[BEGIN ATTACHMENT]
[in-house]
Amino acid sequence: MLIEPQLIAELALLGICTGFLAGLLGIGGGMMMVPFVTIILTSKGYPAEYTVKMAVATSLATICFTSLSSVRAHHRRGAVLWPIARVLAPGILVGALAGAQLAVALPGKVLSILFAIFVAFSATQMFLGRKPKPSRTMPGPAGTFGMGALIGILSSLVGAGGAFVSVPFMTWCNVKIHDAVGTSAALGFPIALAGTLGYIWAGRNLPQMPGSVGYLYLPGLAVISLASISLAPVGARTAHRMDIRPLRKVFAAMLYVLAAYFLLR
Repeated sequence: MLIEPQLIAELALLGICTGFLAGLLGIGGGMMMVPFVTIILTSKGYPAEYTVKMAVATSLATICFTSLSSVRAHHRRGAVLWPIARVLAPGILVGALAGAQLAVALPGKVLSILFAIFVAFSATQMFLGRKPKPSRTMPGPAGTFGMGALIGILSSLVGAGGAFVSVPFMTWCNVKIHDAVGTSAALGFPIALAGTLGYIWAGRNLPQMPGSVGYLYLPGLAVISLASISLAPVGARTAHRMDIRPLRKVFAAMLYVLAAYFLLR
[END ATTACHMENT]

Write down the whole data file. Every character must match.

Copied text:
[in-house]
Amino acid sequence: MLIEPQLIAELALLGICTGFLAGLLGIGGGMMMVPFVTIILTSKGYPAEYTVKMAVATSLATICFTSLSSVRAHHRRGAVLWPIARVLAPGILVGALAGAQLAVALPGKVLSILFAIFVAFSATQMFLGRKPKPSRTMPGPAGTFGMGALIGILSSLVGAGGAFVSVPFMTWCNVKIHDAVGTSAALGFPIALAGTLGYIWAGRNLPQMPGSVGYLYLPGLAVISLASISLAPVGARTAHRMDIRPLRKVFAAMLYVLAAYFLLR
Repeated sequence: MLIEPQLIAELALLGICTGFLAGLLGIGGGMMMVPFVTIILTSKGYPAEYTVKMAVATSLATICFTSLSSVRAHHRRGAVLWPIARVLAPGILVGALAGAQLAVALPGKVLSILFAIFVAFSATQMFLGRKPKPSRTMPGPAGTFGMGALIGILSSLVGAGGAFVSVPFMTWCNVKIHDAVGTSAALGFPIALAGTLGYIWAGRNLPQMPGSVGYLYLPGLAVISLASISLAPVGARTAHRMDIRPLRKVFAAMLYVLAAYFLLR